Thursday, August 23, 2007

President Compares Iraq to Vietnam

Jonah Goldberg gets to the nut of why the interpretation of the President's comparison differs between right and left (and some right-leaning historians):
I was away from the news all day yesterday. But one narrow political point seems worth making about all of the hullabaloo of Bush's Vietnam comparison (I haven't read/heard the speech yet and forgive me if ten others have already made it). The mainstream media and a lot of liberal-leaning analysts seem to think it's politically foolish or reckless for Bush to compare Vietnam to Iraq because they have one very specific narrative in mind when it comes to that war: America shouldn't have gotten in, couldn't have won, and then lost. What they have long failed to grasp is that's not the moral of the story in the hearts of millions of Americans who believe that we could have won if wanted to and it was a disaster for American prestige and honor that we lost (whether we should have gone in is a murkier question for many, I think). This is a point the Democrats fail to grasp: being on the side of surrender in a war is popular enough during the war, but if you succeed lots of Americans will later get buyer's remorse and feel like it was a mistake and the next generation will see things very differently than their anti-war activist parents. Karl Rove made this point in his exit-interview with Gigot, I think, and he's right. Pulling out of Vietnam was an enormous short term victory for the Democrats and a long term curse.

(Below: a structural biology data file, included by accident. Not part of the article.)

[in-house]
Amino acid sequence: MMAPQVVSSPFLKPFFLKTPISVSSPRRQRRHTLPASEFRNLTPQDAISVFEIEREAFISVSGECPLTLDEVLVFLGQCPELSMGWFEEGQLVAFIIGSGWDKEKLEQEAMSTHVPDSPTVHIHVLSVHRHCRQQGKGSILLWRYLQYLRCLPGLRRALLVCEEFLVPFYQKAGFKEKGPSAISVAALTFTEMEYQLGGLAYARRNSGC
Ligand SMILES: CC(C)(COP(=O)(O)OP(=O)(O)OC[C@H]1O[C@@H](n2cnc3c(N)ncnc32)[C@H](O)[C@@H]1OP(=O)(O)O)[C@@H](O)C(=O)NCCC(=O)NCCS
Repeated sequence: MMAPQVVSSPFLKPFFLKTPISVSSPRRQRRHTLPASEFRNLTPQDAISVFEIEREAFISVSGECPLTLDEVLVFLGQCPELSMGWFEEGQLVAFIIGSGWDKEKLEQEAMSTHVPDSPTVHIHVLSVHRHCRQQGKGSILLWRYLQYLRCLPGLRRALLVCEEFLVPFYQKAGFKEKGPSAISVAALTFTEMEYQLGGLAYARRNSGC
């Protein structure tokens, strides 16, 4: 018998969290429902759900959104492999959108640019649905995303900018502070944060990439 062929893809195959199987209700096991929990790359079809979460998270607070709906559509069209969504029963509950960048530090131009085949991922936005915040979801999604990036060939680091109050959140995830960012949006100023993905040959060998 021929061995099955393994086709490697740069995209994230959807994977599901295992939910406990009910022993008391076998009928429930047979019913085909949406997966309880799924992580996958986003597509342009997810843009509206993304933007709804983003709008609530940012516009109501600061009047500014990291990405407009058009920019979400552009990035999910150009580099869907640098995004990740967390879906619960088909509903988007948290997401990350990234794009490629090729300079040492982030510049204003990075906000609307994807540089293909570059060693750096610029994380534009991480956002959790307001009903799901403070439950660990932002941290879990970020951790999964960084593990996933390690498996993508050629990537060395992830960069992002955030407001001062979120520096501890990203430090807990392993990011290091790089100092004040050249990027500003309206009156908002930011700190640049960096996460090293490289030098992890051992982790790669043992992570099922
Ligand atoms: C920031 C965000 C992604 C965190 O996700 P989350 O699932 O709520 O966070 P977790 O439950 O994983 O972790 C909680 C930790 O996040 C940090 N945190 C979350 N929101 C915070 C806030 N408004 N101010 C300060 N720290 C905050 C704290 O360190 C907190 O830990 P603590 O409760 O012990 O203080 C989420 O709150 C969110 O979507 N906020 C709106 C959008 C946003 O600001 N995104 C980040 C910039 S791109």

3 comments:

Anonymous said...

How many more US troops, sons daughters, husbands, wives will it take to win the hearts and minds of the Iraqis? Currently there are 3700+ dead, 30,000+ wounded. If 58,000 dead wasn't enough to win in Veitnam, What is the number? 100,000? 1,000,000?

Your support is obvious. How many children do you have serving in the military? Have you served? What sacrifices have you made for this effort?

Marc said...

Aaahhh, the "chicken hawk" argument is in the air....

I view the stabilization of Iraq as means to protecting the U.S. The terrorists identify it as a central front, whether we want to do the same or not. But it would behoove us to not surrender to them a key rhetorical/polemical victory. By this time, however, I don't think much mind changing is going to happen to either one of us though.

As for your lame-ass attempt to imply chicken-hawkery. I have two kids under ten, am an LT in the USNR and also work for the "military industrial complex" as a government contractor supporting our forces globally.

Marc said...

Oh, and I forgot to commend you for your own anonymous bravery for posting to a very lightly read blog. Grow a pair.